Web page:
From the Executive Summary:
Data from the 2008 General Social Survey (GSS) indicate that nearly 9% of adults either identify as gay, lesbian, or bisexual or report having had same‐sex sexual experiences as an adult. Although 90% of LGB people are out about their identity to other people, only 25% report being out to all of their coworkers in the workplace. The data show that bisexuals differ in several ways from those who identify as gay or lesbian, including being much less likely to be out or have a high school diploma and being much more likely to be women and/or racial or ethnic minorities.
Surveys that ask questions about sexual orientation and behavior are rare. Among the few surveys that ask these questions, few are representative of the US population. Even rarer is information about the coming out process from such surveys. As a result, little is known about how and if thinking of oneself as gay, lesbian, or bisexual, or experiencing same‐sex sexual behaviors and telling others about one’s sexual orientation or behavior varies by sex, age, race/ethnicity, and educational attainment.Other results that are included in the report are:
The General Social Survey (GSS), conducted by the National Opinion Research Center at the University of Chicago, has monitored social and demographic changes in the United States since 1972. The 2008 GSS marks the first time that survey participants were asked about their sexual orientation (prior surveys had only asked about same‐sex sexual behavior). The 2008 survey also includes a module of questions (added with the financial support of the Williams Institute) directed at sexual minorities that ask about the experience of coming out, relationship status and family structure, workplace and housing discrimination, and health insurance coverage.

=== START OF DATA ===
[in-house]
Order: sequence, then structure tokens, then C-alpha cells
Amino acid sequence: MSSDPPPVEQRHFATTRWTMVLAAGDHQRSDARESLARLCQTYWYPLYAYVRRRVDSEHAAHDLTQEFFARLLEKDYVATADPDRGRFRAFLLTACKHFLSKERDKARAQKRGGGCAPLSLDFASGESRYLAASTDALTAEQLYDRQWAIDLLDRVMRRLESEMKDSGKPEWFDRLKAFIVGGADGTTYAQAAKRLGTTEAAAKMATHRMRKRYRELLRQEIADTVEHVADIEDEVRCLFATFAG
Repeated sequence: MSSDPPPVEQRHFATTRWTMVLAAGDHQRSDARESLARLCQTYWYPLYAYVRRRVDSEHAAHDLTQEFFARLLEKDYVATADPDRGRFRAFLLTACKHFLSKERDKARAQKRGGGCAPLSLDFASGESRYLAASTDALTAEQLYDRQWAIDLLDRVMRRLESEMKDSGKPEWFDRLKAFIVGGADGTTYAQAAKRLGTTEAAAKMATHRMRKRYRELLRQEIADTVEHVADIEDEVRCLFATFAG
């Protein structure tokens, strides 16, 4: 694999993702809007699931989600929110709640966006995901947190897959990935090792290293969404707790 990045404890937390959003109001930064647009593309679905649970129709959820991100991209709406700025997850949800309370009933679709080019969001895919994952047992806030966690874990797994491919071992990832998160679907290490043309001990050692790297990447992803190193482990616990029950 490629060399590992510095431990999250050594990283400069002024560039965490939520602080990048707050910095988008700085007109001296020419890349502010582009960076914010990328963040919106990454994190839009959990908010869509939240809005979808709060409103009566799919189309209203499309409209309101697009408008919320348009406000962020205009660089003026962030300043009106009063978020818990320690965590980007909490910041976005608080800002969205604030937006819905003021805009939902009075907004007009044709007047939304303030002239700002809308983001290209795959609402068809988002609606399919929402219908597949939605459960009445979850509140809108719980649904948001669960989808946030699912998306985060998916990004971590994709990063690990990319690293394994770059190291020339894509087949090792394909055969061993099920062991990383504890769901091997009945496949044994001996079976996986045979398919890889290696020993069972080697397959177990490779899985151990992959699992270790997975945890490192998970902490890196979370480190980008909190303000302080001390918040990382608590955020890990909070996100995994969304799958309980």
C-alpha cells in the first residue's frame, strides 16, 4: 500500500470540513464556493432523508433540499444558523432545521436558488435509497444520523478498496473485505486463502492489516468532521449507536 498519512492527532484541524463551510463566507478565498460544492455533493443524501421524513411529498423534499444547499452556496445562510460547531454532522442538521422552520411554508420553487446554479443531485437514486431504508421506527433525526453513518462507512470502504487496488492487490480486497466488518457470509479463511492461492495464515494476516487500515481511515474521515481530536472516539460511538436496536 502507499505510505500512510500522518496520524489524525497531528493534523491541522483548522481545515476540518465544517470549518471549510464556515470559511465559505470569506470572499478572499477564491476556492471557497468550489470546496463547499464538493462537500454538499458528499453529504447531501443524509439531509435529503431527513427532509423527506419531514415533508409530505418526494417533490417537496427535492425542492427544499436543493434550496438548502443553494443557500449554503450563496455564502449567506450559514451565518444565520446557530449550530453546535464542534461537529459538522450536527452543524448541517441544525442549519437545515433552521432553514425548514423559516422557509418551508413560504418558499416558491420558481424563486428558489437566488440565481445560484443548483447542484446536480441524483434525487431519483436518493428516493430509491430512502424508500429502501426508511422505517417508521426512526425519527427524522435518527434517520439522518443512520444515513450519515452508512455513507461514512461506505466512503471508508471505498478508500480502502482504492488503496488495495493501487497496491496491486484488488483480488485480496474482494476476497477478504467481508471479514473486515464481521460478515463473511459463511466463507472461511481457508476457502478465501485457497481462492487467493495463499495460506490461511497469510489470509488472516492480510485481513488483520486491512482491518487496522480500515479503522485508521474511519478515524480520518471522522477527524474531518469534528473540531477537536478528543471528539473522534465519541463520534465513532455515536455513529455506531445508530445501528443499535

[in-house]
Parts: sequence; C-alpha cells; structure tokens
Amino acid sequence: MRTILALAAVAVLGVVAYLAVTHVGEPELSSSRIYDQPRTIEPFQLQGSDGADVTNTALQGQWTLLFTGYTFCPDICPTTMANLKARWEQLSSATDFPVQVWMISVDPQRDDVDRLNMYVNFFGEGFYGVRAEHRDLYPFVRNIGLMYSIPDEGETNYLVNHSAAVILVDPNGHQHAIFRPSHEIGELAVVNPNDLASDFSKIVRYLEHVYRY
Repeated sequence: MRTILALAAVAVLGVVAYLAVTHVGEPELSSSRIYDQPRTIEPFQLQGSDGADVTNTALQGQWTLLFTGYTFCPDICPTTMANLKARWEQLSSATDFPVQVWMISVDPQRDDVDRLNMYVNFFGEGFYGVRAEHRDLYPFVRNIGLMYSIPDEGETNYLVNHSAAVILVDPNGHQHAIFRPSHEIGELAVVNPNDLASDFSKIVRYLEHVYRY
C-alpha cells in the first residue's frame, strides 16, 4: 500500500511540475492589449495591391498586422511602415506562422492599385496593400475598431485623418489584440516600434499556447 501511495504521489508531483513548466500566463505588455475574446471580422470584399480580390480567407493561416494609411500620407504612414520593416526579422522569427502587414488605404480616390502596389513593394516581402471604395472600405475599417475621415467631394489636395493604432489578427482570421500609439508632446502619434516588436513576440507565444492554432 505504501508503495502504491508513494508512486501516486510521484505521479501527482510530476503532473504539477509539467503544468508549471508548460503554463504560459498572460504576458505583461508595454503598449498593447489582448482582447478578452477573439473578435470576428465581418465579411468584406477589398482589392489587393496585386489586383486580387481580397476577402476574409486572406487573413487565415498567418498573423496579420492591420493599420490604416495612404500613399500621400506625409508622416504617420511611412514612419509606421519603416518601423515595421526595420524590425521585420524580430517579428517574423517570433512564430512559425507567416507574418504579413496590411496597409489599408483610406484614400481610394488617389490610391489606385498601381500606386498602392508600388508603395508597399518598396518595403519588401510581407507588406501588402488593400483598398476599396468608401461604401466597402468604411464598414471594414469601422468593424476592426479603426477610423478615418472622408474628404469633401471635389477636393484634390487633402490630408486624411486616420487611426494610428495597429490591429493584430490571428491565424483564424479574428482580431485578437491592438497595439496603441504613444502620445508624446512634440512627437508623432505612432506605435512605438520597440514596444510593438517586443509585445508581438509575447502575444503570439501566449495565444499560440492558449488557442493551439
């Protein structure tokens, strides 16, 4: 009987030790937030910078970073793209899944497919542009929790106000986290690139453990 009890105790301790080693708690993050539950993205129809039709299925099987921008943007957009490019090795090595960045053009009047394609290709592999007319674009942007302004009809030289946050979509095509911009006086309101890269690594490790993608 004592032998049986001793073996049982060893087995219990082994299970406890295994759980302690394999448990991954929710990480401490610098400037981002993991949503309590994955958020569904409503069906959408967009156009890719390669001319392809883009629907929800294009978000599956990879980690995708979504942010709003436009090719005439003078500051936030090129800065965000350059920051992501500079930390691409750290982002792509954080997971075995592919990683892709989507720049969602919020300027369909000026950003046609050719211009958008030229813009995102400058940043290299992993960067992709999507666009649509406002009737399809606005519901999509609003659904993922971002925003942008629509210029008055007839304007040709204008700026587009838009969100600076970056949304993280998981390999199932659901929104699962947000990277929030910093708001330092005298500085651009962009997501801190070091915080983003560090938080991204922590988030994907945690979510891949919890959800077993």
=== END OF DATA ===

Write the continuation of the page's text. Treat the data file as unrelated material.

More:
"These provocative findings demonstrate the challenge in understanding the
complex relationship between sexual orientation identity and behavior.
Given that nearly half of Americans still believe that homosexual
relationships are morally wrong, it is not surprising to find ambiguity
between how people behave sexually and how they identify their sexual